Research Article  Open Access
The Effects of Fiber Length and Volume on Material Properties and Crack Resistance of Basalt Fiber Reinforced Concrete (BFRC)
Abstract
Basalt fiber reinforced concrete (BFRC) has been widely utilized in various constructions such as buildings, large industrial floors, and highways, due to its excellent physical and mechanical properties, as well as low production cost. In order to address the influence of basic parameters such as fiber volume fraction (0.05∼0.40%), fiber length (12∼36 mm) of BF, and compressive strength (30, 40, and 50 MPa) of concrete on both physical and mechanical properties of BFRC including compressive strength, tensile and flexural strength, workability, and antidryshrinkage cracking properties, a series of standard material tests were conducted. Experimental results indicated that clumping of fibers may occur at relatively higher fiber volume fraction resulting in mixing and casting problems. Based on experimental values of mechanical properties and antidryshrinkage cracking resistance of BFRC, the reasonable basalt fiber length and fiber volume fractions are identified. The addition of a small amount of short basalt fibers can result in a considerable increase in both compressive strength and modulus of rupture (MoR) of BFRC and that the proposed fiber length and content are 12.0 mm and 0.10%∼0.15%, respectively. As the length of basalt fibers increases, the development of early shrinkage cracks decreases initially and then increases slowly and the optimal fiber length is 18.0 mm. Results of the study also indicated that early shrinkage cracks decrease with the increase of fiber volume fraction, and when the volume fraction of 0.20% is used, no cracks were observed. All the findings of the present study may provide reference for the material proportion design of BFRC.
1. Introduction
Concrete is known as one of the most conventionally and widely consumed construction materials, which has several advantages such as economic, durability, components availability, good performance in service environment, and high compressive strength. However, plain concrete (PC) is a brittle material with poor tensile properties and low ductility [1–5]. Consequently, plain concrete is susceptible to cracking under tensile stress. When mixed into concrete, randomly distributed fibers are able to bridge these cracks and arrest their development; therefore, the addition of fibers can enhance the mechanical behavior of plain concrete, such as rheology, tensile strength, flexural strength, fatigue and abrasion resistance, impact, as well as ductility, energy absorption, toughness, and postcracking capacity [6–15].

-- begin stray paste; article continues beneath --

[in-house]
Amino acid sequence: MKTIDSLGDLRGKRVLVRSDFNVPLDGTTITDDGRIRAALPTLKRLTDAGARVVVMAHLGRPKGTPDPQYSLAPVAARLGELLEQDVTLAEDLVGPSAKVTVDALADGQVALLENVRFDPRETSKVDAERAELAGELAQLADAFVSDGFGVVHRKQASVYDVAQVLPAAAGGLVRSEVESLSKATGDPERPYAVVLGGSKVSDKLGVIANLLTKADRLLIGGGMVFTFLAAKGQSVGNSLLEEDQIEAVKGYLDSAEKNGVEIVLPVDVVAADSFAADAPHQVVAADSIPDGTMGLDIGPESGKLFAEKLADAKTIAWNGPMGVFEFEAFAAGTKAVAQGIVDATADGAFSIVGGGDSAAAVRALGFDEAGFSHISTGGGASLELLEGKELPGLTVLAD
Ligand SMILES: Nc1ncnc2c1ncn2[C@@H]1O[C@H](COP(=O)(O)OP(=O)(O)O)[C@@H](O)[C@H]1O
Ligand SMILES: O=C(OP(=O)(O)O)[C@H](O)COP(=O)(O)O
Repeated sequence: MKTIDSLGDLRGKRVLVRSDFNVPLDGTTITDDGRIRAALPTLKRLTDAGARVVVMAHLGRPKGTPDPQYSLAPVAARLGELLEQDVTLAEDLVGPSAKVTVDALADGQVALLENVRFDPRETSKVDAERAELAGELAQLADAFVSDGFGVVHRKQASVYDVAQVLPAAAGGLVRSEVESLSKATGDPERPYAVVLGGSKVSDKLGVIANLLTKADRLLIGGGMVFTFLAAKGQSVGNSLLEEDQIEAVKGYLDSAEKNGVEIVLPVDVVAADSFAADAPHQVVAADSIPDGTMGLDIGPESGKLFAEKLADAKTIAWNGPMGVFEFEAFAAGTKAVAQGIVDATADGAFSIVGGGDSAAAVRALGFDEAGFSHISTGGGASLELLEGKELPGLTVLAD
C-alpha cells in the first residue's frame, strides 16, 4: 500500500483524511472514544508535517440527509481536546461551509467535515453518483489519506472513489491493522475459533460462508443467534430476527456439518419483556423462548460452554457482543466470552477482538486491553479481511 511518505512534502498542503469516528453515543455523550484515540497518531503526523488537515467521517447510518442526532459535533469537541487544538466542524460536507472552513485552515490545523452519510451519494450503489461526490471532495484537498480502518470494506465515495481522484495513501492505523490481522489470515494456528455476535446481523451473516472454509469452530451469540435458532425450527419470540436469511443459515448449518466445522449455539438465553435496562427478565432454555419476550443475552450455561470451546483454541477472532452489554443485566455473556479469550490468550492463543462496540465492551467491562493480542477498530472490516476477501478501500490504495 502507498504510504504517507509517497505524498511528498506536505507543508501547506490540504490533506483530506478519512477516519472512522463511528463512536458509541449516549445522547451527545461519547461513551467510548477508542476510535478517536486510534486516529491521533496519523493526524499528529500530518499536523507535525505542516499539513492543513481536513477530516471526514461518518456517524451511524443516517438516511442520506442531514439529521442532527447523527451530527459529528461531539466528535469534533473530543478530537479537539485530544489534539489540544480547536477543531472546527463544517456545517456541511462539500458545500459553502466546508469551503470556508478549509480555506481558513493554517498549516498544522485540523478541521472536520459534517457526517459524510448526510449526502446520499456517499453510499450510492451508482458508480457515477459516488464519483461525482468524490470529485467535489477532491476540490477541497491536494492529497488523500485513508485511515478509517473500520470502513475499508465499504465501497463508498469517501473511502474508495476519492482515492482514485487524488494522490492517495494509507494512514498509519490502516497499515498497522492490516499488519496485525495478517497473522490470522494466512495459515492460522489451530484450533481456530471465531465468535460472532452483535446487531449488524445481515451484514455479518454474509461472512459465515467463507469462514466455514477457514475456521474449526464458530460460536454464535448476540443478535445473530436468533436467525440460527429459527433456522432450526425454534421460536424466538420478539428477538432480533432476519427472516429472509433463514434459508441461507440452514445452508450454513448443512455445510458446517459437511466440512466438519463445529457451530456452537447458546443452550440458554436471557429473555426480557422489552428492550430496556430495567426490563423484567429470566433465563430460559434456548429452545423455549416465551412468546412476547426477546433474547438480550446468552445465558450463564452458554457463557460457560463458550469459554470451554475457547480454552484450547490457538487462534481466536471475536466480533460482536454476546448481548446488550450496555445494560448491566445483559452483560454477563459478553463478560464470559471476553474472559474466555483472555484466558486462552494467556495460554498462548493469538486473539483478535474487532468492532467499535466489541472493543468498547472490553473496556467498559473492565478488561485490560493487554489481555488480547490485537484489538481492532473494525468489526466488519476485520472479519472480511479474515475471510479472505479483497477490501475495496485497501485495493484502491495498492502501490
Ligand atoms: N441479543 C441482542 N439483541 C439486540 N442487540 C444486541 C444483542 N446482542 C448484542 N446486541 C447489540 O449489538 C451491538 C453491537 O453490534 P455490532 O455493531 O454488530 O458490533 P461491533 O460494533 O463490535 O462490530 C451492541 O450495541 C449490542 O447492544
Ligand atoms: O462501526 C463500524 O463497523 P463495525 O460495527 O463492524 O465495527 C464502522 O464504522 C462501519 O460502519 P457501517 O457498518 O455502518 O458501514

Different types of fibers such as asbestos, cellulose, steel, carbon, basalt, aramid, polypropylene, and glass have been used to reinforce cement products [16–18] and to strengthen concrete and steel structures in civil engineering infrastructures and military applications due to their high strengthtoweight ratio, good fatigue performance, and excellent durability properties [19–22].
Although a variety of fiber reinforcing materials exist, steel fiber is one of the most used types in fiber reinforced concrete (FRC) for structural applications [23–25]. However, steel fiber reinforced concrete (SFRC) has a low strengthtoweight ratio, weaker corrosion resistance, and fiber balling at high dosages. Thus, glass fiber is a good alternative. Glass fiber reinforced concrete (GFRC) has been used extensively to produce thin, lightweight structural elements [26]. But GFRC may be easily degraded in the alkaline environment of concrete. Although carbon fiber is chemically inert and stiffer, the cost is too high for common engineering applications. In terms of synthetic fibers like polymeric fiber, their low elastic modulus, low melting point, and poor interfacial bonding with inorganic matrices limited their applications [27].